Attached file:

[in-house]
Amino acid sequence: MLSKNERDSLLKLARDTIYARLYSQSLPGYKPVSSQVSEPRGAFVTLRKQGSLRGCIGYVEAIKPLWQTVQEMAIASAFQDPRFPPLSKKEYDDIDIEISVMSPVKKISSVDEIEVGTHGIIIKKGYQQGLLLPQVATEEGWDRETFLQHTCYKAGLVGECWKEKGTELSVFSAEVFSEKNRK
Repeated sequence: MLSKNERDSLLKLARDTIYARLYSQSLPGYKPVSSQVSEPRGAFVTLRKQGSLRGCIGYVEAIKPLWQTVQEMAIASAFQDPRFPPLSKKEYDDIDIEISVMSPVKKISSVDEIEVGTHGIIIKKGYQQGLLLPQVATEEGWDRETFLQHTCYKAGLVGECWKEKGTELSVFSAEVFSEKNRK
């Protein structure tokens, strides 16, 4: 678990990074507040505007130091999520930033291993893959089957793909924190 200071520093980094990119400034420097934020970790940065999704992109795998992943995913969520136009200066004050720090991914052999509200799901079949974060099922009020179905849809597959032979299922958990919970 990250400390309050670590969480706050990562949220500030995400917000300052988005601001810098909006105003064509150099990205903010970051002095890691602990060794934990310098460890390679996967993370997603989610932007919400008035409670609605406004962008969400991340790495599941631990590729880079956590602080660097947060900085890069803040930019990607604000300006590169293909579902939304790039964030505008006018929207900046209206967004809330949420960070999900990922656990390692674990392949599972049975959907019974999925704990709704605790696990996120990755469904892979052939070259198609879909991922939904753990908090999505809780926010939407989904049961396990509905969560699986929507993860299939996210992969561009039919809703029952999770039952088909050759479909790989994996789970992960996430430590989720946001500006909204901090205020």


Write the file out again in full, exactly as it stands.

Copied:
[in-house]
Amino acid sequence: MLSKNERDSLLKLARDTIYARLYSQSLPGYKPVSSQVSEPRGAFVTLRKQGSLRGCIGYVEAIKPLWQTVQEMAIASAFQDPRFPPLSKKEYDDIDIEISVMSPVKKISSVDEIEVGTHGIIIKKGYQQGLLLPQVATEEGWDRETFLQHTCYKAGLVGECWKEKGTELSVFSAEVFSEKNRK
Repeated sequence: MLSKNERDSLLKLARDTIYARLYSQSLPGYKPVSSQVSEPRGAFVTLRKQGSLRGCIGYVEAIKPLWQTVQEMAIASAFQDPRFPPLSKKEYDDIDIEISVMSPVKKISSVDEIEVGTHGIIIKKGYQQGLLLPQVATEEGWDRETFLQHTCYKAGLVGECWKEKGTELSVFSAEVFSEKNRK
């Protein structure tokens, strides 16, 4: 678990990074507040505007130091999520930033291993893959089957793909924190 200071520093980094990119400034420097934020970790940065999704992109795998992943995913969520136009200066004050720090991914052999509200799901079949974060099922009020179905849809597959032979299922958990919970 990250400390309050670590969480706050990562949220500030995400917000300052988005601001810098909006105003064509150099990205903010970051002095890691602990060794934990310098460890390679996967993370997603989610932007919400008035409670609605406004962008969400991340790495599941631990590729880079956590602080660097947060900085890069803040930019990607604000300006590169293909579902939304790039964030505008006018929207900046209206967004809330949420960070999900990922656990390692674990392949599972049975959907019974999925704990709704605790696990996120990755469904892979052939070259198609879909991922939904753990908090999505809780926010939407989904049961396990509905969560699986929507993860299939996210992969561009039919809703029952999770039952088909050759479909790989994996789970992960996430430590989720946001500006909204901090205020």